The overall experience was both amazing and nerve-racking – – at one point during my session, the hordes kept coming until I was surrounded at all sides. It took some up-close head shots, accurate shooting and some quick thinking on my part in order to complete the mission (I tricked the zombies into following me past one of the burning caskets, which set the chasing fools on fire).
The nervous, edge of your seat tension (common place in all zombie related fare), mixed with the familiar gunplay and engaging storyline, created a thoroughly enjoyable and highly impressionable gaming experience. Mission accomplished Rockstar.
I’m just glad that I didn’t have to face off against the zombie bear. Shudder to think how I’d fair against that beast.
The “Don’t Worry, Everything Is Going To Be Okay” Award:
DC Universe Online (PC, PS3, Early 2011): On October 4th 2010, fans of DC Universe Online – – Sony’s latest MMORPG offering – – were rocked when they learned the news that the company would push back the release the supposedly nearly completed project from its original November 4th release date to an undetermined time in “early 2011.”
“We understand the news of delay might be disappointing,” said Wes Yanagi, Senior Producer for Sony Online Entertainment Austin. “But it’s a positive for DCUO. The additional time allows us to extend beta and add more polish to the game.”
The explanation did not go over well with many fans following DCUO’s development on the game’s official Facebook page.
“Soooo disappointed,” Jeremey Chase from Astoria, New York said. “I better be able to make a character that can shoot rainbows out of her pooper by the time this game actually comes out.”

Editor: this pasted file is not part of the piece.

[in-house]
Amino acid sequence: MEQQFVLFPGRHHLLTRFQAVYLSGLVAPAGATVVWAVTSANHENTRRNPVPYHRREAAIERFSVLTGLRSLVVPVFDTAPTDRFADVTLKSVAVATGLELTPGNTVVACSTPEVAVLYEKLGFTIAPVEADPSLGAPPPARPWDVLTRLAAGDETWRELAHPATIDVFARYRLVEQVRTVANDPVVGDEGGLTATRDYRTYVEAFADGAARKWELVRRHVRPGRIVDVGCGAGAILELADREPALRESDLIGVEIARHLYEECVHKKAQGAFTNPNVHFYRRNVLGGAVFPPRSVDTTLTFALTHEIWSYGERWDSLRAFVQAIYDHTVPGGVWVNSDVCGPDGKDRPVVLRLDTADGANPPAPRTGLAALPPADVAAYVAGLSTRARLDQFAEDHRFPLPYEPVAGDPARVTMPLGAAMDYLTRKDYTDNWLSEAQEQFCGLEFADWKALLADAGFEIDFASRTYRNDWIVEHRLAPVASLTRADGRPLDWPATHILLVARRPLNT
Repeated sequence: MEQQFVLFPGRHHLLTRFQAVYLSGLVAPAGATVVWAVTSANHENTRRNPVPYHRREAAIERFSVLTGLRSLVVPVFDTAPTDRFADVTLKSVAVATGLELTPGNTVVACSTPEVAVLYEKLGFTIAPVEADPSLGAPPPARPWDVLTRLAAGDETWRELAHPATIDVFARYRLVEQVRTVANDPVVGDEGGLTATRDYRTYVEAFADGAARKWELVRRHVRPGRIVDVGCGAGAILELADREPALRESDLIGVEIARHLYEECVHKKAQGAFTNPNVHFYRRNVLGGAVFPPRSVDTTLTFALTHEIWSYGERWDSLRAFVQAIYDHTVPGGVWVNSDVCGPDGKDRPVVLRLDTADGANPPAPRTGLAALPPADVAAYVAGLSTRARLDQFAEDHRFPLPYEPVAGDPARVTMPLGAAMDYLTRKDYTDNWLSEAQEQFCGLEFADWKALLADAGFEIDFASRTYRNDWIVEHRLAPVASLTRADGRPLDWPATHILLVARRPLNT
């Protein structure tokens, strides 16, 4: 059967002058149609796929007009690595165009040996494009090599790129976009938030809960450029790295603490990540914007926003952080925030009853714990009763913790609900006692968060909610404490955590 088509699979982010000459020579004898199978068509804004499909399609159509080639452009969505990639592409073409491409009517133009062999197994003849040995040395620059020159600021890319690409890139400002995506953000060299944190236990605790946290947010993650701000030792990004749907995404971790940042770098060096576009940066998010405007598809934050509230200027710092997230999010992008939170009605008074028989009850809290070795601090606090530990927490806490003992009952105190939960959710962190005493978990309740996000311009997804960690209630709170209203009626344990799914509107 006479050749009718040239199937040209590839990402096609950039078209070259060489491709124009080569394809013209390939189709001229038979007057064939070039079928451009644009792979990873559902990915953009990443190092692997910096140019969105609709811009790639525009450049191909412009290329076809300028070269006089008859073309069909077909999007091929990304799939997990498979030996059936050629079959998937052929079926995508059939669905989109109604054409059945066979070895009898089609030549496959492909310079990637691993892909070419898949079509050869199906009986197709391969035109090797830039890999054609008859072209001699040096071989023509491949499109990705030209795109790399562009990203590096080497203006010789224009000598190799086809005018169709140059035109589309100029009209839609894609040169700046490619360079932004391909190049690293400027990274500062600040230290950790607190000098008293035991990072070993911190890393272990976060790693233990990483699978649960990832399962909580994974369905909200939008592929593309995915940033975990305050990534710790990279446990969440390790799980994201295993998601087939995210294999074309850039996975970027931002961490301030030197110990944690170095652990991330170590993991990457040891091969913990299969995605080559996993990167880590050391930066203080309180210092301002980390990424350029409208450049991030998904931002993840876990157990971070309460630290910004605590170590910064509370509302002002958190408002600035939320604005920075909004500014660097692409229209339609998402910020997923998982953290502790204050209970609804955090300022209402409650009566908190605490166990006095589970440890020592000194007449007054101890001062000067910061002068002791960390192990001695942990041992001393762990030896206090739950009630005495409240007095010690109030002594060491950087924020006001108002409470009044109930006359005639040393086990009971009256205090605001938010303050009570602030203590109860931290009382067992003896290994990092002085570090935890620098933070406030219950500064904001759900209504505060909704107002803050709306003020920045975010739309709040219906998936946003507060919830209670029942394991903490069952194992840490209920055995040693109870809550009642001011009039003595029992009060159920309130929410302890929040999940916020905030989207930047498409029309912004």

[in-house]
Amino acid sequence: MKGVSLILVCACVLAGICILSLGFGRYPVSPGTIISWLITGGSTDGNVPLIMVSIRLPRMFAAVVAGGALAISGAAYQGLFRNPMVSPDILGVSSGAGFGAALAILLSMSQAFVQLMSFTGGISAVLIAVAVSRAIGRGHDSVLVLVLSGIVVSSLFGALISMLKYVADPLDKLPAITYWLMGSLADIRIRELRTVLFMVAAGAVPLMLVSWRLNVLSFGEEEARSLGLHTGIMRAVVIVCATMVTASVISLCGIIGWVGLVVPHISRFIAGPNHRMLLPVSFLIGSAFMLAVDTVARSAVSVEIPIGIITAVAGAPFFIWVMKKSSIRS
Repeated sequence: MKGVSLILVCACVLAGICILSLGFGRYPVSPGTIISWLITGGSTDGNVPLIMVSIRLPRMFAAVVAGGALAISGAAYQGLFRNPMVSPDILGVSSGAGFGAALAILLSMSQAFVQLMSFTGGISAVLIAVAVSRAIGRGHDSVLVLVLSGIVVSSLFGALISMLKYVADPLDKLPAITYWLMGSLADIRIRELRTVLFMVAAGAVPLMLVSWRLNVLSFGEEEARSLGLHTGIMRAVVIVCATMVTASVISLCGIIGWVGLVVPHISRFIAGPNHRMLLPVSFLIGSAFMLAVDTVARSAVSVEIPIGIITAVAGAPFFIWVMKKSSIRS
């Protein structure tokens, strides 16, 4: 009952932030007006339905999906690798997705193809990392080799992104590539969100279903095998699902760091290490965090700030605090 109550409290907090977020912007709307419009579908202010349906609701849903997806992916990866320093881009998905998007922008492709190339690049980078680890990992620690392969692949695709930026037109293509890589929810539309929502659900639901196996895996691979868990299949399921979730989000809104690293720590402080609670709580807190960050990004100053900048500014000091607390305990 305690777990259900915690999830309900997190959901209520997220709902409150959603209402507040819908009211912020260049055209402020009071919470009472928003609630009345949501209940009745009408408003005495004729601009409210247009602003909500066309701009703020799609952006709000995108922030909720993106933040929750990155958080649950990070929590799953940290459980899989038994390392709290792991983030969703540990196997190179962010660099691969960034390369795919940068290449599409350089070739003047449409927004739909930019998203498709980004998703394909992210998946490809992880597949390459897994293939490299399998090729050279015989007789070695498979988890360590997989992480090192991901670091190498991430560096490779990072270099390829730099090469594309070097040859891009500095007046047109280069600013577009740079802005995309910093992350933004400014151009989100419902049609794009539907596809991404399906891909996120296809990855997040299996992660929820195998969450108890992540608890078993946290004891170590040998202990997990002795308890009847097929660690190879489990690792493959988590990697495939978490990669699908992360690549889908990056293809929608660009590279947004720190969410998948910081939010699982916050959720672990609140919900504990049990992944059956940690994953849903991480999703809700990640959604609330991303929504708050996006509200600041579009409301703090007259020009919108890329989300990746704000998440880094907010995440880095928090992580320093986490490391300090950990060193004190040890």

“Why even establish a f*#king release date and not live up to it,” said gamer Ruben Charles. “I was so stoked when I heard about the game that I bought the collectors edition and a brand new PC. I’m asking for my money back. F*#king fail.”
“I heard Cataclysm comes out in [December],” said Lloyd Sprague of Wichita, Kansas. “Guess I’ll just stay on City of Heroes till then, and not bother with DCUO.”
New York Comic Con was the first major gaming expo where Sony featured a playable version of the game since the announcement. And though it’s still far from going gold, it currently stands as a beautifully structured and accurate rendition of the DC Comics universe.
The demo level available on display featured a playable tech character, resembling a futuristic looking version of the lesser known DC hero Shining Knight, tasked with the mission of saving Robin The Boy Wonder from the evil clutches of The Joker’s favorite gal pal, Harley Quinn.
As the Shining Knight clone rushed into Harley’s hideout, he immediately faced a group of henchmen sent by Harley to intercept him. The created hero wielded an large sword, which he used to clear out the enemies with a mix of close quarters energy-charged melee attacks and long range projectiles. With her bodyguards wiped out, Harley rushes in and takes her chances against the budding superhero.